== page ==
When Keith Wells hit Tokyo last year for the Summer Olympics and Paralympics, the bustling izakaya bars and neon-light-drenched streets had given way to curfews and monitored strolls for the few foreign visitors able to enter Japan for the Games.
Flash forward to the Winter Games in Beijing and that stuffy atmosphere still persists, according to the B.C. sportscaster-turned-tech CEO who arrived earlier this week to oversee the use of MXZN Technology Inc.’s broadcasting devices during the Paralympics.
“It is still a bit like a prison sentence because you're locked in and you can't go out and interact with all the public,” Victoria-based Wells told BIV while standing at the finish line of Yanqing National Alpine Skiing Centre north of Beijing.
After workdays spent monitoring his company’s broadcast interview kiosks, which are being tapped by the CBC to help engage with athletes remotely amid Beijing’s tight COVID-19 protocols, Wells retires to his hotel room where he’s stuck until the next work day.
“The idea of having any interaction would be terrific, but we have zero actual interaction with the public,” he said just hours after B.C. announced it was lifting its own mask mandates in public indoor spaces beginning Friday.
Despite the less-than-lively party spirit typically associated with the Olympics, Wells said deploying the startup’s devices at Tokyo’s and Beijing’s respective Games have been invaluable.
“Now we can get a little more serious, real-world feedback,” he told BIV at the same moment he watched West Vancouver's Mollie Jepsen secure silver in the women’s standing giant slalom Friday.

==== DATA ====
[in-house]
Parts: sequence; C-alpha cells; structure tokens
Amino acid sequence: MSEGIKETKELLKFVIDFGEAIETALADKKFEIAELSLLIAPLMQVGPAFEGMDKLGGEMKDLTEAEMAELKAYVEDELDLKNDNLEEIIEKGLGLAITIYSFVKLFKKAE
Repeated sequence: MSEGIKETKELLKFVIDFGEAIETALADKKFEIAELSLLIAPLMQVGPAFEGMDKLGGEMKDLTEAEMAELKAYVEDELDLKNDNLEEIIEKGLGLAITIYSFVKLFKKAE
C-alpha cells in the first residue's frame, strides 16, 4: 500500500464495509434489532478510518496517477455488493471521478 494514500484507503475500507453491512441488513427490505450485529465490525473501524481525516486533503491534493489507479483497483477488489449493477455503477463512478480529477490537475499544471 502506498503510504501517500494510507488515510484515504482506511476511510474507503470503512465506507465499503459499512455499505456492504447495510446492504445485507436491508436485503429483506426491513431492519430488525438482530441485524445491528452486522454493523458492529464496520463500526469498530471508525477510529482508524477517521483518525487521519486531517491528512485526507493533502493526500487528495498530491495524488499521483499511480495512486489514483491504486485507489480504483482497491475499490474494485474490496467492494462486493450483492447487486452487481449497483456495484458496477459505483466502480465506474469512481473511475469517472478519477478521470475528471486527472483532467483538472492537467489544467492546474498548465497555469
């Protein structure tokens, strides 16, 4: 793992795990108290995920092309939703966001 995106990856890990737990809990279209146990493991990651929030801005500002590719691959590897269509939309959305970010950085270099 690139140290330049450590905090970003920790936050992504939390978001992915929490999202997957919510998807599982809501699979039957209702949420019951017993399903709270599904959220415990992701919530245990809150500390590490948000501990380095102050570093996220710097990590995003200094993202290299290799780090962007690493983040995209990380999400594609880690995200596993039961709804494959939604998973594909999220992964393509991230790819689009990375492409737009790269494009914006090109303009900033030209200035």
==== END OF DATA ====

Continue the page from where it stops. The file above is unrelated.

The broadcast interview kiosks allow athletes to offer their thoughts in front of shoulder-width stations that can be adjusted to stand slightly taller than the average person.
Keith Wells, CEO of Victoria-based MXZN, stands at the finish line of Yanqing National Alpine Skiing Centre just as West Vancouver's Mollie Jepson secured a silver medal in the women’s standing giant slalom | Zoom screenshot
Professional lighting, 4K cameras, a 5G-capable iPad and a mic pointed directly at interviewees are meant to create a mini-studio within the confines of venues. Among the target markets are countries that can’t afford to send broadcast teams to big international events such as the Games.
Six devices are spread out between Beijing and the mountain venues serving as home base to alpine and other events. This allows for athletes to conduct interviews even if a Canadian journalist is not available to meet them amid restrictions imposed by the Chinese government to avoid the spread of COVID-19.
Next up, MXZN will be deploying its devices for the CBC at libraries in Ontario to pick the brains of regular Canadians.
“This will be a good thing to jump into another vertical here [sports] into the news side of things,” said Wells, who also founded STN Video Inc., best known as a video distribution platform for sports highlights showcased within online stories for publications such as the Los Angeles Times and the Chicago Tribune.
“[Paralympics have been] good for business but a very odd kind of experience and hopefully in ’24, the next one that comes up, things will be more like normal.”